New York Daily News, October 25, 2022

Correction Department staffers aren’t scanned for contraband when they go to work at Rikers Island and other lockup — and City Council members asked Tuesday if that has something to do with a series of fatal drug overdoses in the jails over the last two years.

Nine of the 33 deaths in the jails since Jan. 1 2021 — including five in 2022 — have been attributed to drug overdoses, according to figures cited by the council. There was just one overdose death in the jails between 2017 and 2020, the council said.

Between January 2021 and June 2022, there were at least 431 non-fatal overdoses or suspected overdoses in city jails, Correctional Health Services figures show.

Correction Commissioner Louis Molina attributed the rise in jail overdoses to fentanyl-soaked packages and letters coming in through the mail and simply reflect the national increase in overdoses.

“Fentanyl can be found mixed in nasal sprays and eye drops, soaked onto paper and small candies,” Molina said. “It enters in letters and packages laced in fentanyl.”

Molina said the Correction Department has seized a fentanyl-laced children’s drawing, a love letter, a prayer schedule and a t-shirt.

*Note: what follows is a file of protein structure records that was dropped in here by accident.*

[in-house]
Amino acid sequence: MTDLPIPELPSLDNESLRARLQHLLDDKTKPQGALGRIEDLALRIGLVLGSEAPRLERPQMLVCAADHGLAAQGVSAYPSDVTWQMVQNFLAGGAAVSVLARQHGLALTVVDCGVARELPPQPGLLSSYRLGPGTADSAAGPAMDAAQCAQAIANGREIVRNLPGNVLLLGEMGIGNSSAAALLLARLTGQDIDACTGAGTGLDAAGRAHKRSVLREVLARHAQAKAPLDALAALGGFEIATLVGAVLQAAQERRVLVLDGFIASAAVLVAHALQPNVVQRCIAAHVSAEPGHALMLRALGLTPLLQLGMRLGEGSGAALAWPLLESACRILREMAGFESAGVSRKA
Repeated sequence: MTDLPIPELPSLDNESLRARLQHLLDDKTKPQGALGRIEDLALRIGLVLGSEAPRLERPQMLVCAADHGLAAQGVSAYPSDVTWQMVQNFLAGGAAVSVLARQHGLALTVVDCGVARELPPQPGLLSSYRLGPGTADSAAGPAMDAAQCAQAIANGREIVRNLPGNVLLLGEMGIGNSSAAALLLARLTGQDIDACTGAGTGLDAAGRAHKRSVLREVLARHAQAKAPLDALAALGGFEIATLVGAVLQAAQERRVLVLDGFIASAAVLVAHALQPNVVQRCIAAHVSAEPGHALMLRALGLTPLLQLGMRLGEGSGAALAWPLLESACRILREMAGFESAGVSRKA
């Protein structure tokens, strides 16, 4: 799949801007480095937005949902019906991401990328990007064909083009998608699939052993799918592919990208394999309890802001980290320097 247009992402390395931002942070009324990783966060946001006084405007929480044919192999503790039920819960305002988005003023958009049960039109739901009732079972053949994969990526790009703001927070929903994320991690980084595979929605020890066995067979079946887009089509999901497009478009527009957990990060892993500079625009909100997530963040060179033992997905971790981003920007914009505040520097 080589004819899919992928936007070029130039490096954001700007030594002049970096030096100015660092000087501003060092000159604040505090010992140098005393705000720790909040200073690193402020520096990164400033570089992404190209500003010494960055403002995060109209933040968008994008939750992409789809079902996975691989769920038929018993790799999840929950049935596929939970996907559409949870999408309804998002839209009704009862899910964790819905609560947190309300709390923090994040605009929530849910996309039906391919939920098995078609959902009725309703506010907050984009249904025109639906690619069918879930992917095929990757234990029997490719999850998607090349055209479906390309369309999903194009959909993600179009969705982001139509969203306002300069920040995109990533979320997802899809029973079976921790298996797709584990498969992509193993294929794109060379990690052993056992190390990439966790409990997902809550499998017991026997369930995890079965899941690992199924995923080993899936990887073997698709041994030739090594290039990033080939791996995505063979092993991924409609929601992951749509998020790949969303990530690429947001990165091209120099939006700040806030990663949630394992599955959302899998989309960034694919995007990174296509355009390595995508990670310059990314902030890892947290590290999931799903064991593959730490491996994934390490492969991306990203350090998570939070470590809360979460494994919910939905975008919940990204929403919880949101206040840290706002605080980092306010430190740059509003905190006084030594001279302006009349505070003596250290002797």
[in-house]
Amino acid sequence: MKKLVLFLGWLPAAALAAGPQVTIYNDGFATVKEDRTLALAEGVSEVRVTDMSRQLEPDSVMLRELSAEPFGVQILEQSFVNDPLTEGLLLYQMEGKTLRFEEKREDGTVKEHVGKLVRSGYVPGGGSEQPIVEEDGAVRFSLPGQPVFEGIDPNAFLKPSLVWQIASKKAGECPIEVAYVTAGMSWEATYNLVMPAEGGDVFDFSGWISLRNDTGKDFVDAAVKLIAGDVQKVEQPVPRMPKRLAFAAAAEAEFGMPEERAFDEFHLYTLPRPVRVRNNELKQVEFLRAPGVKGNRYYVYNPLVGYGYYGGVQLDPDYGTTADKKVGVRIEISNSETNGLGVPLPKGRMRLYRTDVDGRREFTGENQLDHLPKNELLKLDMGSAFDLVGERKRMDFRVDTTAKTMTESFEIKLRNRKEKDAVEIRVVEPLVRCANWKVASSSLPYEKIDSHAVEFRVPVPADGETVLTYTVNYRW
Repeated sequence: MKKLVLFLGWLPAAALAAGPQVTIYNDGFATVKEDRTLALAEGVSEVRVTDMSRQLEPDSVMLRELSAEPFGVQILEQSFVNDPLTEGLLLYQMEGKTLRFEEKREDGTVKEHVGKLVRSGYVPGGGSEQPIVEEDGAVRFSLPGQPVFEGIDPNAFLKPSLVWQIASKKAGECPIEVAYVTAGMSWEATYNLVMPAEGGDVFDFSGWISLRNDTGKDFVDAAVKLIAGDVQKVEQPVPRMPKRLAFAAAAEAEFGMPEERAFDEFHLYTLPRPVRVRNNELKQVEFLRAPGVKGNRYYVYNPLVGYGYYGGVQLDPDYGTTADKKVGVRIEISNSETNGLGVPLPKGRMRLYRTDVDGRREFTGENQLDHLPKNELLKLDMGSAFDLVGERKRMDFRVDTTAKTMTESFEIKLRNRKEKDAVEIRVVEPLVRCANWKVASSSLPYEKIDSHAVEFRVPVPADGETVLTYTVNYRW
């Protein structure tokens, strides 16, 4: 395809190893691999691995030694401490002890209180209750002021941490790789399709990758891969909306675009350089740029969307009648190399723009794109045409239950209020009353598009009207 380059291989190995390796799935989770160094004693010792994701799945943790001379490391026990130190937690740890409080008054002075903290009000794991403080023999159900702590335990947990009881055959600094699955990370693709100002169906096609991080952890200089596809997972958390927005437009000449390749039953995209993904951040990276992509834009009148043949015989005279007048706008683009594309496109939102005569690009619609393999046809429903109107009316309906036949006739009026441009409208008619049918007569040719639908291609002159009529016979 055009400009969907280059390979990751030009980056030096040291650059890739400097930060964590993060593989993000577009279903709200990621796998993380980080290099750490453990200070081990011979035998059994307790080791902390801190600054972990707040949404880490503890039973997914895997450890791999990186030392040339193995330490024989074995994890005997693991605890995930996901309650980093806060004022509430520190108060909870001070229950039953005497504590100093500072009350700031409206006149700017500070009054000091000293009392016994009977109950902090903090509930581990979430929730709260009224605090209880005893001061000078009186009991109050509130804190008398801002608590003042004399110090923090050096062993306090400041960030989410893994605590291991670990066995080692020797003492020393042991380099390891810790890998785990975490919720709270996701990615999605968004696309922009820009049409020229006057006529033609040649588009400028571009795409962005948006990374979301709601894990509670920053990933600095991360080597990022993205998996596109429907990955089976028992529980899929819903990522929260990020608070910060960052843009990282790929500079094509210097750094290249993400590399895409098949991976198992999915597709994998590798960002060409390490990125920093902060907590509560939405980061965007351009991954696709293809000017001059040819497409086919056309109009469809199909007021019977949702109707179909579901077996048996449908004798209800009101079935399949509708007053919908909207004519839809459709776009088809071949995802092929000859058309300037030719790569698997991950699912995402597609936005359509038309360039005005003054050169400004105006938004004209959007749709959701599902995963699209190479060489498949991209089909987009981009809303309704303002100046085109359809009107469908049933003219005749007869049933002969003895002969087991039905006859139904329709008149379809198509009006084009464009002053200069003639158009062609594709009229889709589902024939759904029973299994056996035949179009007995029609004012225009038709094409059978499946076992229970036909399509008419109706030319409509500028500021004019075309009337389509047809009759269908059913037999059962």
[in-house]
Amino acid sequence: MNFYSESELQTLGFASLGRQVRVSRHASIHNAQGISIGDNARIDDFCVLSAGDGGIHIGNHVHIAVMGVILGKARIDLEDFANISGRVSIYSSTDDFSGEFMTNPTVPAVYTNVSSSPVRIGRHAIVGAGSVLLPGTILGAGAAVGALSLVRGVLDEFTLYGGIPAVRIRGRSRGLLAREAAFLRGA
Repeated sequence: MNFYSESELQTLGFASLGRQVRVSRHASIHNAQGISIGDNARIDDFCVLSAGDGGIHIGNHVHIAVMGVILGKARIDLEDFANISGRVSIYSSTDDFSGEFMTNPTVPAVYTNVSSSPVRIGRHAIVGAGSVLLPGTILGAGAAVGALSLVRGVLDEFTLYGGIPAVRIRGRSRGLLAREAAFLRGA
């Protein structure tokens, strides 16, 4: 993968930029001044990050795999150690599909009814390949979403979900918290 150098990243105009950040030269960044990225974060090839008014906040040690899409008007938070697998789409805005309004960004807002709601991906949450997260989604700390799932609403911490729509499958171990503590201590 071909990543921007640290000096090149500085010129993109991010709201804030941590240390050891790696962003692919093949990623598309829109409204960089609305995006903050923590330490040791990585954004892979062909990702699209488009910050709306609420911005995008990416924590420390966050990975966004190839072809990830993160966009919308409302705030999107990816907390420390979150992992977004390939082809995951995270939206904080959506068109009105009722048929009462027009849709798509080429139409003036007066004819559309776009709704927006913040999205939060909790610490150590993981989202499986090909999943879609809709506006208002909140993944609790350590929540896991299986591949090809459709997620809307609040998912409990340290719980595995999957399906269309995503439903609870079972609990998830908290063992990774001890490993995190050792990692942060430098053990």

Molina said mail searches have seized drugs 126 times this year, while about 1,000 items of narcotics and paraphernalia have been found in searches in jail housing areas. Drugs have been found on visitors 56 times this year, he said

But City Councilwoman Carlina Rivera (D-Manhattan) suggested the amount of illicit drugs correction officers find in the mails or on visitors does not line up with what is found in searches of housing areas.

Rivera noted there were twice as many reports of drugs being seized in the jails when visitors were banned during the pandemic period of April 2020 to May 2021 than before.

“This spike in drugs cannot be accurately attributed to the mail,” Rivera said.

Molina acknowledged that while visitors go through body scanning devices, which check for hidden items carried inside clothing, civilian and uniformed staff do not get body scanned.

Molina said staff does not go through body scanning because of the “antiquated” layout of the places where staff enter the jails, and the cost.

“If you can do it for visitors, I don’t see how you can’t do it for staff as well considering how urgent and troubling this entire situation is,” Rivera responded.

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